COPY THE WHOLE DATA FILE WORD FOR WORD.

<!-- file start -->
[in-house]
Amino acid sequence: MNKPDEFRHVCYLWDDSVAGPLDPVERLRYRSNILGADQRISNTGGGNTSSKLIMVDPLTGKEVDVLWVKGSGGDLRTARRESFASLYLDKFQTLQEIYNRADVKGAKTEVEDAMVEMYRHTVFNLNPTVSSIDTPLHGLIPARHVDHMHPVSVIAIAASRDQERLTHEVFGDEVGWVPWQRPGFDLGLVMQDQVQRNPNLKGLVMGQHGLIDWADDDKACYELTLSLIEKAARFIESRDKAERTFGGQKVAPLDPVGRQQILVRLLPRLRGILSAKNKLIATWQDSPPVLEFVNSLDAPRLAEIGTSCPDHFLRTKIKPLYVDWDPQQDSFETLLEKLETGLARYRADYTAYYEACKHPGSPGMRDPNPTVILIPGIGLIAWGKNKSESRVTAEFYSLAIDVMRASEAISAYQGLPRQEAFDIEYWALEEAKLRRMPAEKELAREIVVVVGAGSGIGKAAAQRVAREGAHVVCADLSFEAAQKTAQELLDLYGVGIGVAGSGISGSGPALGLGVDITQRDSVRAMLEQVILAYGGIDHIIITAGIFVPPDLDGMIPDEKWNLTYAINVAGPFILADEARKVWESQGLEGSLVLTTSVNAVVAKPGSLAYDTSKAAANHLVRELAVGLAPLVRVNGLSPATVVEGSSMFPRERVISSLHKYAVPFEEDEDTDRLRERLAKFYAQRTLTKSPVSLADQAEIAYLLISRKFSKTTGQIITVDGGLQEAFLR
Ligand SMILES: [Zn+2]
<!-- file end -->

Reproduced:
[in-house]
Amino acid sequence: MNKPDEFRHVCYLWDDSVAGPLDPVERLRYRSNILGADQRISNTGGGNTSSKLIMVDPLTGKEVDVLWVKGSGGDLRTARRESFASLYLDKFQTLQEIYNRADVKGAKTEVEDAMVEMYRHTVFNLNPTVSSIDTPLHGLIPARHVDHMHPVSVIAIAASRDQERLTHEVFGDEVGWVPWQRPGFDLGLVMQDQVQRNPNLKGLVMGQHGLIDWADDDKACYELTLSLIEKAARFIESRDKAERTFGGQKVAPLDPVGRQQILVRLLPRLRGILSAKNKLIATWQDSPPVLEFVNSLDAPRLAEIGTSCPDHFLRTKIKPLYVDWDPQQDSFETLLEKLETGLARYRADYTAYYEACKHPGSPGMRDPNPTVILIPGIGLIAWGKNKSESRVTAEFYSLAIDVMRASEAISAYQGLPRQEAFDIEYWALEEAKLRRMPAEKELAREIVVVVGAGSGIGKAAAQRVAREGAHVVCADLSFEAAQKTAQELLDLYGVGIGVAGSGISGSGPALGLGVDITQRDSVRAMLEQVILAYGGIDHIIITAGIFVPPDLDGMIPDEKWNLTYAINVAGPFILADEARKVWESQGLEGSLVLTTSVNAVVAKPGSLAYDTSKAAANHLVRELAVGLAPLVRVNGLSPATVVEGSSMFPRERVISSLHKYAVPFEEDEDTDRLRERLAKFYAQRTLTKSPVSLADQAEIAYLLISRKFSKTTGQIITVDGGLQEAFLR
Ligand SMILES: [Zn+2]